Enjoying a destination at a slow pace is a trend gaining more followers every year. What could be better than taking a solo trip and trying it out?
Escape from tight itineraries and places full of tourists and really live the local experience without any pressure.
Chilean Patagonia is one of those places where you will appreciate having the time and peace to contemplate nature, getting to know the culture, and enjoying its diversity. Why not give yourself all the time in the world to admire natural wonders such as the Gray Glacier or the sunsets in Torres del Paine?
This is exactly what slow travel is all about.
It can also be an excellent combination if you’re traveling alone. You’ll be able to escape from excessively crowded places, meet locals, live unique experiences, and do it at your own pace, without undue haste or demands.
If you intend to travel slowly, we recommend that you switch off and forget checklists and itineraries. Instead, surrender yourself to relaxed and unexpected experiences.
Slow travel is an offshoot of slow living, which emerged in Rome in the 80s in reaction against the arrival of a well-known fast food restaurant now found in almost every corner of the world. Although it arose as a defense of local gastronomy, the movement began to expand into other areas of life including travel.
Renowned travel magazine CN Traveller describes it as one of the most intimidating yet liberating lifetime experiences.
Meanwhile, Canadian site Solo Traveler describes traveling slow and solo as a way to connect with oneself and the world: "Noticing the planning and design, the pace of the people, the use of green space, the sounds, the cuisine, the architecture, and the street art, I can get a sense of a city”, says experienced solo traveler and blogger Janice Waugh.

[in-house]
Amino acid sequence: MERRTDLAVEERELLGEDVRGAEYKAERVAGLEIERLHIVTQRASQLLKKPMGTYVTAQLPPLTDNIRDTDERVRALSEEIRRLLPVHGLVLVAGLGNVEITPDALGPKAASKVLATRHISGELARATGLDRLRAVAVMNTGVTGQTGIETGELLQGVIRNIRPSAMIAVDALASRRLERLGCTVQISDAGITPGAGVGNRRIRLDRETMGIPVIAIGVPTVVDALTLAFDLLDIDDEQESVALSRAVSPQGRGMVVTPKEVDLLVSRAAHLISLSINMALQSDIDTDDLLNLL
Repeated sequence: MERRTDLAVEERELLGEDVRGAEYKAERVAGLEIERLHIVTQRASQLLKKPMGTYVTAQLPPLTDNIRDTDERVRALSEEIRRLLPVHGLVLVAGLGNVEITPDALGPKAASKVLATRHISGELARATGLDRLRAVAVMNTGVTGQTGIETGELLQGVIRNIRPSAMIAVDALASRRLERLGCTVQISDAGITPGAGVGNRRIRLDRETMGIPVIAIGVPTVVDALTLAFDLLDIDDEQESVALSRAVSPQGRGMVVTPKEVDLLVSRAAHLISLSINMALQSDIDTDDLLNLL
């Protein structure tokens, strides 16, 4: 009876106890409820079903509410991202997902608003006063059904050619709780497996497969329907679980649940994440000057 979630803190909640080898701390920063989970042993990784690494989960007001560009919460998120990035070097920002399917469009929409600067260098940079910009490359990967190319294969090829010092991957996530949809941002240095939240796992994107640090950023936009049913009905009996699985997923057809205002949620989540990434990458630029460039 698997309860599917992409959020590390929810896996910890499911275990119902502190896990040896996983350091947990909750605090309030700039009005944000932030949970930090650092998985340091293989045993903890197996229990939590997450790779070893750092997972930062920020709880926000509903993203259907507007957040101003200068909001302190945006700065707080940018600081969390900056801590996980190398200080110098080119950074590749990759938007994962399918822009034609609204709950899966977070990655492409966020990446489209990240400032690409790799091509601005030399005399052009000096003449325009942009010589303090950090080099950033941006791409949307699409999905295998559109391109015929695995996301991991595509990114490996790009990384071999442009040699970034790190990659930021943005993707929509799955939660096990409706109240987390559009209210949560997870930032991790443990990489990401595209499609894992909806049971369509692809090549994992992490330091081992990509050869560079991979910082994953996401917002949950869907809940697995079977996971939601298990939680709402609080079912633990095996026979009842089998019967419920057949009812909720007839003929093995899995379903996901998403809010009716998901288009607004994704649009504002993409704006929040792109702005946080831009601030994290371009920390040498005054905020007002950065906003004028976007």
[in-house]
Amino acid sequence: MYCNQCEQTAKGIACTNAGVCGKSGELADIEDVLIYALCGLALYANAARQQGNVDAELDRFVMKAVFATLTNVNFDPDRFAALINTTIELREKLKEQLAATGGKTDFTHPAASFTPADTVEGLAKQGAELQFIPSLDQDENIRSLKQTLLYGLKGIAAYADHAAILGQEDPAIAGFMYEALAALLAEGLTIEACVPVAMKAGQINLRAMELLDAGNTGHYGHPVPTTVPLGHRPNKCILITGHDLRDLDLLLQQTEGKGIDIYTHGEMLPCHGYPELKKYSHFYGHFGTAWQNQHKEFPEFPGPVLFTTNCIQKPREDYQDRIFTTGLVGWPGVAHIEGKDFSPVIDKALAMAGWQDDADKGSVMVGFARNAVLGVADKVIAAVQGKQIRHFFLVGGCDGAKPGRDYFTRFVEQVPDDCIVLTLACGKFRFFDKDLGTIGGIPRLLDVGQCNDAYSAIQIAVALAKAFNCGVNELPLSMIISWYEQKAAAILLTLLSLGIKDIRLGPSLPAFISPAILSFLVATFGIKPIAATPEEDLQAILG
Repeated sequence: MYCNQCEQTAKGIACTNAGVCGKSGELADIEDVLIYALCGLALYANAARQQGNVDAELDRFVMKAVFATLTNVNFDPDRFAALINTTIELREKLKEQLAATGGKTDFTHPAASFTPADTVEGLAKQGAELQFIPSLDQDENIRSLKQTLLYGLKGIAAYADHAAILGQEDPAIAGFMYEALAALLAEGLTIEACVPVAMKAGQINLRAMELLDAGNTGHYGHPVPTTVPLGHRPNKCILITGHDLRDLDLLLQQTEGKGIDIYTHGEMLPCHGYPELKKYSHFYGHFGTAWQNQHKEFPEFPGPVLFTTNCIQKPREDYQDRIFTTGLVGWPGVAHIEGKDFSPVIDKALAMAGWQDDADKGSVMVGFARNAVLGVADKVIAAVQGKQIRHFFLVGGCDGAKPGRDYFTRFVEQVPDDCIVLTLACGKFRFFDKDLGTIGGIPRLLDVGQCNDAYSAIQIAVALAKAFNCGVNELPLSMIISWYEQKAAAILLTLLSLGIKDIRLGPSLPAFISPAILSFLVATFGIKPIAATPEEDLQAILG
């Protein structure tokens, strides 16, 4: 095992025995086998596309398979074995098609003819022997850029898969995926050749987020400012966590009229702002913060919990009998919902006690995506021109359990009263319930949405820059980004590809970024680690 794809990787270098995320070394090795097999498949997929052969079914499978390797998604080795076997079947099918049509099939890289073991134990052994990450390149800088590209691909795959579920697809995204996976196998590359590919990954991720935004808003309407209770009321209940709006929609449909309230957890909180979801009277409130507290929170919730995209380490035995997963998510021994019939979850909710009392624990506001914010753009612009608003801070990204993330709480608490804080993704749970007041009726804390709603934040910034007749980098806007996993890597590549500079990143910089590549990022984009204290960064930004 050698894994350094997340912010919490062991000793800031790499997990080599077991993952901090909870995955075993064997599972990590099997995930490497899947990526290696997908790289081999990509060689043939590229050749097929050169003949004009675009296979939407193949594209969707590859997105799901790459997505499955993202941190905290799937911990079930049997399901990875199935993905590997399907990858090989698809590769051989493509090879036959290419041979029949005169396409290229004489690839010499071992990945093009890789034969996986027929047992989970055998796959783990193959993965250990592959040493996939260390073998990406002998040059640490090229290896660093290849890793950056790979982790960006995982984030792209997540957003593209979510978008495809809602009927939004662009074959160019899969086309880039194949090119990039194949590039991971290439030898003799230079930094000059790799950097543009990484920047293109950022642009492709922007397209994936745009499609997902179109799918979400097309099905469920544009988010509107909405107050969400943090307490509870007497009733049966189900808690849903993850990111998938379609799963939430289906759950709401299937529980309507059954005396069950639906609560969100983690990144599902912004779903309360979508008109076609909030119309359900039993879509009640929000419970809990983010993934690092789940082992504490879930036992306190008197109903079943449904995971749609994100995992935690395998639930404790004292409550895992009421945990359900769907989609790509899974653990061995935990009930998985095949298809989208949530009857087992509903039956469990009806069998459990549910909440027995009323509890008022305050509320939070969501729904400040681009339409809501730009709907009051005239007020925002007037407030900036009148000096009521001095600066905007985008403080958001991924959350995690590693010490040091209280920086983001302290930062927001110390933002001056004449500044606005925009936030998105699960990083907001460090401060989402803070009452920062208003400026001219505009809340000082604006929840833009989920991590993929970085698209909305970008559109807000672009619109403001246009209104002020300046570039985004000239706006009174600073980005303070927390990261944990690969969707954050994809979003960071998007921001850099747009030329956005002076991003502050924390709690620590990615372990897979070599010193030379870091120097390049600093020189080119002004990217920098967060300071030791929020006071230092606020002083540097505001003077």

Waugh also recommends the book "Alone Time: Four Seasons, Four Cities, and the Pleasures of Solitude" by Stephanie Rosenbloom, mainly Rosenbloom’s reflection on the pleasure of planning but also being open to change. This means knowing how to combine planning and research with welcoming changes of plan and unexpectedly adapting the itinerary. This becomes much easier if you travel slow and don’t have to reach an agreement with anyone.
Do you understand now why slow travel and solo travel make an excellent couple? And if we add Chilean Patagonia to the mix, the mix is just perfect.
Solo travel does not imply being alone all the time. There are always many opportunities to meet people on your trip. However, if you keep away from tourist spots and tight itineraries, chances are that you will meet locals and travelers who are going at a pace similar to yours.
If you want to avoid returning from your trip more tired than when you left, try out this new experience in southern Chile. "Lose" afternoons enjoying a Patagonian lamb barbecue or plan a route that allows you to find out about traditions. When traveling alone, you’re in charge of what you do; even more so when you’re traveling slow.